2005 Salt Lake City Annual Meeting (October 16–19, 2005)

Paper No. 12
Presentation Time: 4:45 PM


DAVIS, Craig S., Department of Geological Sciences, Wright State University, 260 Brehm Lab, 3640 Col. Glenn Hwy, Dayton, OH 45435 and SLATTERY, William, Geological Sciences Education, Wright State Univ, Dayton, OH 45435, davis.14@wright.edu

One of the program assessment objectives of Wright State University's Department of Geological Sciences is to determine if undergraduate general education geology courses are providing students with engaging learning activities that build their conceptual knowledge of key concepts in the geosciences, as well as increase their understanding of the scientific way of knowing.

It has long been known that acquisition and comprehension of scientific concepts corresponds to the ability of an individual to use logical operations (e.g. Raven, 1974). In other words concepts matched to the developmental level of students are more easily learned. In order to determine the developmental levels of our students, the Group Assessment of Logical Thinking (GALT) instrument has been administered to all students taking the beginning geology laboratory course in the general education sequence. The total number of students that have taken the assessment to date is approximately 800.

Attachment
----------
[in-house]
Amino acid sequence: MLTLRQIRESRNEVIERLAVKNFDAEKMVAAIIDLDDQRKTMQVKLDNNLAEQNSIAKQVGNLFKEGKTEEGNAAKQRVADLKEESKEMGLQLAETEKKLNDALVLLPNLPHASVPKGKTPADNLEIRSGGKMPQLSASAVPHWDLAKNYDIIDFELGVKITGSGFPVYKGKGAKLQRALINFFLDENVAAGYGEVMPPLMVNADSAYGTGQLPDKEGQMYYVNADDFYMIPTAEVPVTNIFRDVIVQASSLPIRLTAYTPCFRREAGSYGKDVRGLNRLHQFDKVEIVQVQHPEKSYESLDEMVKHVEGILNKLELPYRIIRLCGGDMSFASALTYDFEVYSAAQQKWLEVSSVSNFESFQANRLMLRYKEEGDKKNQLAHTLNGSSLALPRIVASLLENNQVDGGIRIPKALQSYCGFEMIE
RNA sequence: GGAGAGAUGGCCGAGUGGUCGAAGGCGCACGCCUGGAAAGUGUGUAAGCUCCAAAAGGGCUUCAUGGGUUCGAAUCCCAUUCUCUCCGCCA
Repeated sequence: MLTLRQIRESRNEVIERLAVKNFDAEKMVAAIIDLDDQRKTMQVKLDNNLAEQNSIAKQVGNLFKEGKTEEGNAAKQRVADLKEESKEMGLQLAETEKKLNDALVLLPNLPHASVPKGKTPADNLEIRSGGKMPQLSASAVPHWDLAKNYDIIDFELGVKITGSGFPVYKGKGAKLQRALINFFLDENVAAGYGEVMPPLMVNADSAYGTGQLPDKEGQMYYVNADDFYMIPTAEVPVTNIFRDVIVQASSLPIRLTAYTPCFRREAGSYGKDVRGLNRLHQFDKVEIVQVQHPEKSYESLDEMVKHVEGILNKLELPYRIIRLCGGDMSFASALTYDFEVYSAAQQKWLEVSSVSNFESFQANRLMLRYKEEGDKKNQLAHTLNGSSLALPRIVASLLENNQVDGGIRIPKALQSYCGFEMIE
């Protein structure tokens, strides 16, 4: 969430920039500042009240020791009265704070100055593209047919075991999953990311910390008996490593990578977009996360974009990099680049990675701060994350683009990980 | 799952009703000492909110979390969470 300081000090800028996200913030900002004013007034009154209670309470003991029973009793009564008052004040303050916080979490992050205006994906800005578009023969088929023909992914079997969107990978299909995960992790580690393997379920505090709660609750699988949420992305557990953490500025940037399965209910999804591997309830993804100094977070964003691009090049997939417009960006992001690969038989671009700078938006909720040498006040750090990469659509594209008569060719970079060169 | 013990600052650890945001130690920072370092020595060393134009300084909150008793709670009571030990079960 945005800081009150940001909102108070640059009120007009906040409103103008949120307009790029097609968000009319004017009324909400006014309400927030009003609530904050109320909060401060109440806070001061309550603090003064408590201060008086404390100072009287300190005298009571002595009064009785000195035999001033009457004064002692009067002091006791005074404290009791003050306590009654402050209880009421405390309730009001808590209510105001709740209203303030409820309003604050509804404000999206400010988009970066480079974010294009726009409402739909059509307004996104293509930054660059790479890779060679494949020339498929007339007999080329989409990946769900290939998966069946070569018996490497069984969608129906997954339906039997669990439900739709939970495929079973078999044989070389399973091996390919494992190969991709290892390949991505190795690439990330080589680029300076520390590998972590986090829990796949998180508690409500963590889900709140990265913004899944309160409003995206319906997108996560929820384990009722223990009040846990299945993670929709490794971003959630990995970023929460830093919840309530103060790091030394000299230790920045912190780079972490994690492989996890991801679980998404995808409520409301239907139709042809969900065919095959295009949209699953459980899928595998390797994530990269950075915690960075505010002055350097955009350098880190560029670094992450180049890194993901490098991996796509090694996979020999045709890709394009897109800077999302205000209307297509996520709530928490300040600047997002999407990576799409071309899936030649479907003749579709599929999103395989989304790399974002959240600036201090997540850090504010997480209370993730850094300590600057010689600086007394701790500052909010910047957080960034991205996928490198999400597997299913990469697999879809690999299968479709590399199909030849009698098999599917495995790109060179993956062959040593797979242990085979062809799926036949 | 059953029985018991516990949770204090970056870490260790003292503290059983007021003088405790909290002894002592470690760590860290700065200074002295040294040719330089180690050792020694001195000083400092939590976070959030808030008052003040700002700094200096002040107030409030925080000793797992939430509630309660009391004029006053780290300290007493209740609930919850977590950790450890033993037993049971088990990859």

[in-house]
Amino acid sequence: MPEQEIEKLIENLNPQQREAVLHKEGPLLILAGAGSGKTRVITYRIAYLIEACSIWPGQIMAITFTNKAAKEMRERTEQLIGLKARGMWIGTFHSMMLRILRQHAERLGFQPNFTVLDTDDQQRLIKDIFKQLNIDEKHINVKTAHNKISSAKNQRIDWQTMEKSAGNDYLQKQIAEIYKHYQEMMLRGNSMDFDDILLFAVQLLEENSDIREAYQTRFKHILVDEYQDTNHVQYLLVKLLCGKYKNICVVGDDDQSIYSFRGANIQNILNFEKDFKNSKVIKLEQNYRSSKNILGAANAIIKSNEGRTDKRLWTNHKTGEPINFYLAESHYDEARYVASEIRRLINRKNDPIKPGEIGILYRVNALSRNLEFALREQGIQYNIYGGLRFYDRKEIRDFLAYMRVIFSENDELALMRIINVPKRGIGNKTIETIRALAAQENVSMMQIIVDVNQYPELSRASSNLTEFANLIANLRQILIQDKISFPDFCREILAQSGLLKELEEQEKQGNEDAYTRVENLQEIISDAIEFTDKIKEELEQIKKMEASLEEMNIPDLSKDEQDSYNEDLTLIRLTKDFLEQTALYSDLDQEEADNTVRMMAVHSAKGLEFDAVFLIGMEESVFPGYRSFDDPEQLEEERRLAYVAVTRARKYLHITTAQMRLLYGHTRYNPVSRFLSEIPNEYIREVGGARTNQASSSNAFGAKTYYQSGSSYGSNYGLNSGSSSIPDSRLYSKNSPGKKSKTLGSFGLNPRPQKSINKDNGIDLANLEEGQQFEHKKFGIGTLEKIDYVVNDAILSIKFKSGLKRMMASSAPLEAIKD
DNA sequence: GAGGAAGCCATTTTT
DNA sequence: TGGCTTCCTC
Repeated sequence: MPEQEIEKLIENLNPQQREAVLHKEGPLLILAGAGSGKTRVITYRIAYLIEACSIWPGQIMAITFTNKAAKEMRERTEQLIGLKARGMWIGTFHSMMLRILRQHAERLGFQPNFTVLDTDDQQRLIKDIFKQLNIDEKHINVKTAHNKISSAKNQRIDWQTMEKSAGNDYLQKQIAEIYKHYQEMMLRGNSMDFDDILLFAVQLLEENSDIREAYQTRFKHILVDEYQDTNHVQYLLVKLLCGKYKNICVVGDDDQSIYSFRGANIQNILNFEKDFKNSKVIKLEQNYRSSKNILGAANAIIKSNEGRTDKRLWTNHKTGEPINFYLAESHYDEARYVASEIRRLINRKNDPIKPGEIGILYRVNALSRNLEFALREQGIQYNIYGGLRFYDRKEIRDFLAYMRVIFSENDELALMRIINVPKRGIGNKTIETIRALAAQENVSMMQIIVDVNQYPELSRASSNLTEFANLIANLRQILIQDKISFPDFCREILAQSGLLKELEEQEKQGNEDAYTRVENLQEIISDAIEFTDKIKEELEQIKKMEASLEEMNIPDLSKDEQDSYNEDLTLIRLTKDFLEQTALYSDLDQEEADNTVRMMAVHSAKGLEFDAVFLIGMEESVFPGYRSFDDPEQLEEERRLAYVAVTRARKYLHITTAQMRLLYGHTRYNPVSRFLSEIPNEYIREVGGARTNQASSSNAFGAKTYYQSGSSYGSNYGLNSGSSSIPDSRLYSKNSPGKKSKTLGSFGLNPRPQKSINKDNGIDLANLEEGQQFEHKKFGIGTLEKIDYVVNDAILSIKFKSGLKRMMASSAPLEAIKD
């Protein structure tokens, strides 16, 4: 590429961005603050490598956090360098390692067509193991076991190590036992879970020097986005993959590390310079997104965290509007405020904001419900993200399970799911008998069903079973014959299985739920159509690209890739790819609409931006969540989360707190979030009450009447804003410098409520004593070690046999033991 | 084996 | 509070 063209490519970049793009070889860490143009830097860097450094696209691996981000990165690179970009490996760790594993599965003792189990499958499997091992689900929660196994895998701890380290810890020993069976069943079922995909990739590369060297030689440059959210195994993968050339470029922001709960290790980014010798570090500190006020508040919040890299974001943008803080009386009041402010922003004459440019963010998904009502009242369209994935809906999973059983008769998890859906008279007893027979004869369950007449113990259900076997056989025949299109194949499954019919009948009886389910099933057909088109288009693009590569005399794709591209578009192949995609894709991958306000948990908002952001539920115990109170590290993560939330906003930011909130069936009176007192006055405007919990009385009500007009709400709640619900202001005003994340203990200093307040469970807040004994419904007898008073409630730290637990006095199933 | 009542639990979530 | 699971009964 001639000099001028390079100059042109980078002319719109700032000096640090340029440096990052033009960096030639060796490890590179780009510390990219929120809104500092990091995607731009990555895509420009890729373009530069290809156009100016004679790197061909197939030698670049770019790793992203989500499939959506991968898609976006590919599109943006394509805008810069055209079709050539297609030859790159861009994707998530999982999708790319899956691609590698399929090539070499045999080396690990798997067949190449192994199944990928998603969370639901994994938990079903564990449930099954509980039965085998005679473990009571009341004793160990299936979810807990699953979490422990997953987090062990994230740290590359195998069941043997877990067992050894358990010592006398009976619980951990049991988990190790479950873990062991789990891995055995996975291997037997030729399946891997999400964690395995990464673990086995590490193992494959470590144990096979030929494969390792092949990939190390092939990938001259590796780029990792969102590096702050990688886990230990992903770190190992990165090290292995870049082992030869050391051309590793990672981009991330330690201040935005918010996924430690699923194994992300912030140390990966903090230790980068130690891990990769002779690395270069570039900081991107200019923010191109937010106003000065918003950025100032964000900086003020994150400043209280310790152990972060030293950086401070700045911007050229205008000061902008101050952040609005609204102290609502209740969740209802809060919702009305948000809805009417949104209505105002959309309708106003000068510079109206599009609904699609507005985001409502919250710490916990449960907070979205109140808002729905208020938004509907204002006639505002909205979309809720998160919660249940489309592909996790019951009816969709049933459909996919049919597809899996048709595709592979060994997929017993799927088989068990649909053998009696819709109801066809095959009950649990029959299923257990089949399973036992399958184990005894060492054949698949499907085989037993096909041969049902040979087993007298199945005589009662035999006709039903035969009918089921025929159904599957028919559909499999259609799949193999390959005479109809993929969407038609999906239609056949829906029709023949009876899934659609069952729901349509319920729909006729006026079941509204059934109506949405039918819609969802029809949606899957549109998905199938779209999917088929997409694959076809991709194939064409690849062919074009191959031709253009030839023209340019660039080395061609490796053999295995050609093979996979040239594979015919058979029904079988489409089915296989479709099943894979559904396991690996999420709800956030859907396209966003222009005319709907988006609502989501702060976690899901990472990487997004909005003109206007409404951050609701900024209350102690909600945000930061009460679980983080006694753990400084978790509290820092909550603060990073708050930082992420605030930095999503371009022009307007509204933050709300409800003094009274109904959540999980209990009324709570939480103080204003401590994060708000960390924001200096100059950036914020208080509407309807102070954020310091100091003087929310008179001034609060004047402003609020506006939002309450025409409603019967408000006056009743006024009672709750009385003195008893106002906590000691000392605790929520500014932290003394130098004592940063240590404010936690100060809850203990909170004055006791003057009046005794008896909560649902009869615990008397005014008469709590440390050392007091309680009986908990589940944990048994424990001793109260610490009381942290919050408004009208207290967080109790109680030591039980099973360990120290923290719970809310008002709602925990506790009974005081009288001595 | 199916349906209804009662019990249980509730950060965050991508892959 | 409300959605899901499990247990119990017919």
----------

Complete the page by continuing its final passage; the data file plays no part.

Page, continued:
The twenty-one question GALT instrument measures six logical operations: conservation, proportional reasoning, controlling variables, combinational reasoning, probabilistic reasoning, and co-relational reasoning. The assessment also has sufficient reliability and validity to distinguish between groups of students placed in one of three science learning classifications; concrete, transitional, or abstract. The GALT results to date indicate that approximately 31% of undergraduate students taking the beginning geology general education course are concrete learners in science, 50% are transitional and 19% are abstract thinkers in science. The GALT data will be an important factor in the modification of learning activities and materials used in the course curriculum. GALT results will also be used to recruit abstract thinkers to become majors, provide assistance to concrete learners and drive change in curriculum for all general education laboratory courses.